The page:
Most Pittsburgh Steelers fans who follow ESPN probably only know Merril Hoge as a analyst for the major sports network, but talk to anyone over the age of 30 and they know Hoge as a hard-nosed running back for the black and gold.
Due to a new partnership with The Pittsburgh Sports Daily Bulletin, BTSC got access to a one-on-one interview with Hoge about everything from his charity work, to when he realized he wasn't in college anymore... it was his first practice snap.
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First, can you tell readers how you got started in your broadcasting career?
It was back I think in my rookie year. I was asked to do so some autograph sessions and did some call-ins after the sessions for B-94 - the radio station. I was then asked to do some for WDVE - B-94 wasn't paying me then, so doing them for WDVE was interesting to me. The only thing was I had to go into their studio on Monday mornings to do them. At first I didn't like that idea, but the studio was on the way to the stadium, so I said what could it hurt? I got up thirty minutes earlier and started doing them.
The first day - well, I was never in a studio before. When I got there it just hit me - this is what I wanted to do. I just knew this is what I wanted, and took advantage of various opportunities since then.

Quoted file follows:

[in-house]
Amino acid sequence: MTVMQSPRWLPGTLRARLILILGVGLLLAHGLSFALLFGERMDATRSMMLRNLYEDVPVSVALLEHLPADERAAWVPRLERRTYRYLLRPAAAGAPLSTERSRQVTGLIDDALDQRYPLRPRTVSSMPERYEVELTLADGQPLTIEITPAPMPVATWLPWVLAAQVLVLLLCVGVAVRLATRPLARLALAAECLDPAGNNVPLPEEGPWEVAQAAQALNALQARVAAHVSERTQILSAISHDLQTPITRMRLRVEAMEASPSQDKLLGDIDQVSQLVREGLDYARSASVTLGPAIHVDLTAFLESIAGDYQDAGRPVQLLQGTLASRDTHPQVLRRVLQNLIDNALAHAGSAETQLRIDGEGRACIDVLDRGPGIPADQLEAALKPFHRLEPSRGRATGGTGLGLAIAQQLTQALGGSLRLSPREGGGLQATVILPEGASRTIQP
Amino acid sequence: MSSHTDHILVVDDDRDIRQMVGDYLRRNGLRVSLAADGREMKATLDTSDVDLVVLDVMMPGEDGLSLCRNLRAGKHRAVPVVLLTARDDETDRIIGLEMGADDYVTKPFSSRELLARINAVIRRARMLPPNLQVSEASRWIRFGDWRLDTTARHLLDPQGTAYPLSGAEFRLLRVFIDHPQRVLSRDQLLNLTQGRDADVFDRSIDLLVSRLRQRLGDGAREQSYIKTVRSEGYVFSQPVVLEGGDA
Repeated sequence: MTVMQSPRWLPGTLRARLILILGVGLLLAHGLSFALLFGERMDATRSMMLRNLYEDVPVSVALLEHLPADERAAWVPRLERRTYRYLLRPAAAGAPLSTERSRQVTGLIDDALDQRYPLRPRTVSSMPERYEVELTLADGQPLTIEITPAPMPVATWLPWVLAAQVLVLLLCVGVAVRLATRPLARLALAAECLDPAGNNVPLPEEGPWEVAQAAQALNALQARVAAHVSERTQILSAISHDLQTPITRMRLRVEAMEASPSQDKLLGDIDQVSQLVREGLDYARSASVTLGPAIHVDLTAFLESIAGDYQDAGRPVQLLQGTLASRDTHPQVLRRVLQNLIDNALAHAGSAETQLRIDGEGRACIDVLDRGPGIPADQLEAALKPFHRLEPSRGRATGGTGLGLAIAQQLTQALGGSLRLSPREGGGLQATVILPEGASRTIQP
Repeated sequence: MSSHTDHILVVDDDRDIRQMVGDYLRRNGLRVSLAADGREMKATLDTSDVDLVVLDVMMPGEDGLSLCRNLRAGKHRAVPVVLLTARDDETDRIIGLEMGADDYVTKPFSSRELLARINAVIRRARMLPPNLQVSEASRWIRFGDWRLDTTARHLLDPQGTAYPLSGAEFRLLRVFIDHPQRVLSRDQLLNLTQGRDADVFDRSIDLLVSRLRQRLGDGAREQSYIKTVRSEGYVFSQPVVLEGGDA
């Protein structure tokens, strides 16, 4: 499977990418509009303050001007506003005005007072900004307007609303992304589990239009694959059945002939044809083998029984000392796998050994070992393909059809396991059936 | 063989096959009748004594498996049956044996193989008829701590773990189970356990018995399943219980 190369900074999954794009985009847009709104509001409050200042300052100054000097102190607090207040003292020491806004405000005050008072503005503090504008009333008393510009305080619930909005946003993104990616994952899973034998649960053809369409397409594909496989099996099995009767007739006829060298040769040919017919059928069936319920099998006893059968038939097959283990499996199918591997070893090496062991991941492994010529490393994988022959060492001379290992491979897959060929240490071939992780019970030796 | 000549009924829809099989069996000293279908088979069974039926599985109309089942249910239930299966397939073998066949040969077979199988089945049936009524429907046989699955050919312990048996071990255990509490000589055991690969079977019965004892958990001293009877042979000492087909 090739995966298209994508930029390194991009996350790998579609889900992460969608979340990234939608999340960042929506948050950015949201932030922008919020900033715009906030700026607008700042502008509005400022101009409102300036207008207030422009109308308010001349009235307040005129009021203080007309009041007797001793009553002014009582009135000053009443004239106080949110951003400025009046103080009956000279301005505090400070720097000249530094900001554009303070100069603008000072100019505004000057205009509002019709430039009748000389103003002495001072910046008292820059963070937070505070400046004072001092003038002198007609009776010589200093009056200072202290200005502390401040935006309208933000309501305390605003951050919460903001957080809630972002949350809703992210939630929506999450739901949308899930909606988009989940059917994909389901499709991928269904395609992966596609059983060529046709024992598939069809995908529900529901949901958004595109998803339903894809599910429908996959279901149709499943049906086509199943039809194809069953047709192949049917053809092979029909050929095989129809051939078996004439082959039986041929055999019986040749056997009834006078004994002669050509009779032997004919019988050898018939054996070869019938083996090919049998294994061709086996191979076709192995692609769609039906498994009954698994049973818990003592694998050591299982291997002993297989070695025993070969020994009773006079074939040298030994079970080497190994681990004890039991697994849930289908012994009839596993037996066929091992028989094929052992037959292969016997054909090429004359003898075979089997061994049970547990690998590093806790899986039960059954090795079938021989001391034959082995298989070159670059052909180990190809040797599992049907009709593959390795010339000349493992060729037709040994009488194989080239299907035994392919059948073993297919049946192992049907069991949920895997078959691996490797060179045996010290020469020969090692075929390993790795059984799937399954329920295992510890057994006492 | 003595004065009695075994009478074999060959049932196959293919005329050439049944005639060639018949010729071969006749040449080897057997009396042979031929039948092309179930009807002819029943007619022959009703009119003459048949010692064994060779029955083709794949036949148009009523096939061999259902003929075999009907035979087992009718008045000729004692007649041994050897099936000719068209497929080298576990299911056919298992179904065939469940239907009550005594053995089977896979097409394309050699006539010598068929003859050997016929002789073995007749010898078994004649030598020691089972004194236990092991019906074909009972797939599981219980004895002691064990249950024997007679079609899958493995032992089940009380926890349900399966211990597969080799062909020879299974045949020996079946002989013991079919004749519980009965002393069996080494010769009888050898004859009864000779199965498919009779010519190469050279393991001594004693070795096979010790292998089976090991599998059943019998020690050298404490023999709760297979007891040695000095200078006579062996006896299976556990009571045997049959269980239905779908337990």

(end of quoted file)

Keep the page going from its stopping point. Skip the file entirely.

Tell us about the Highmark Caring Place - how and why you started working with them?
In my third season in the late 80's - all the steel mills were shutting down. There were lots of uninsured children because of that. So, we went to schools to help kids help each other, really. We helped them raise money by having our Steelers basketball team play local teams, and other things.
Mr. Rooney picked me and Carnell Lake to represent the Steelers then for Highmark's work in helping uninsured kids. That's really how it started. It's actually become a government adopted program now.
Then, when the director's son died, we talked about the grieving process. My mom died in college unexpectedly, so I understand the grieving process too. So we steered the program together towards a new Caring Place program, which helps grieving families who suffered deaths from anything from cancer to car accidents. The focus is on children but it's for the whole family. It's evolved over thirty years ....
As a former player, many teams required players to attend certain numbers of charitable events. How is that perceived by players and tell us how doing so affected you then?
It starts with the Rooneys. Chuck Noll was a great counselor on this as well. He told all of us that when we work with charities, before we associate our name with them, to make sure it's credible and done right. Noll had great counsel there.
That being said, most feel a strong push to do so. Players have an awesome role and responsibility to help others and most players embrace that. I'm grateful that the Rooneys wanted me to do that.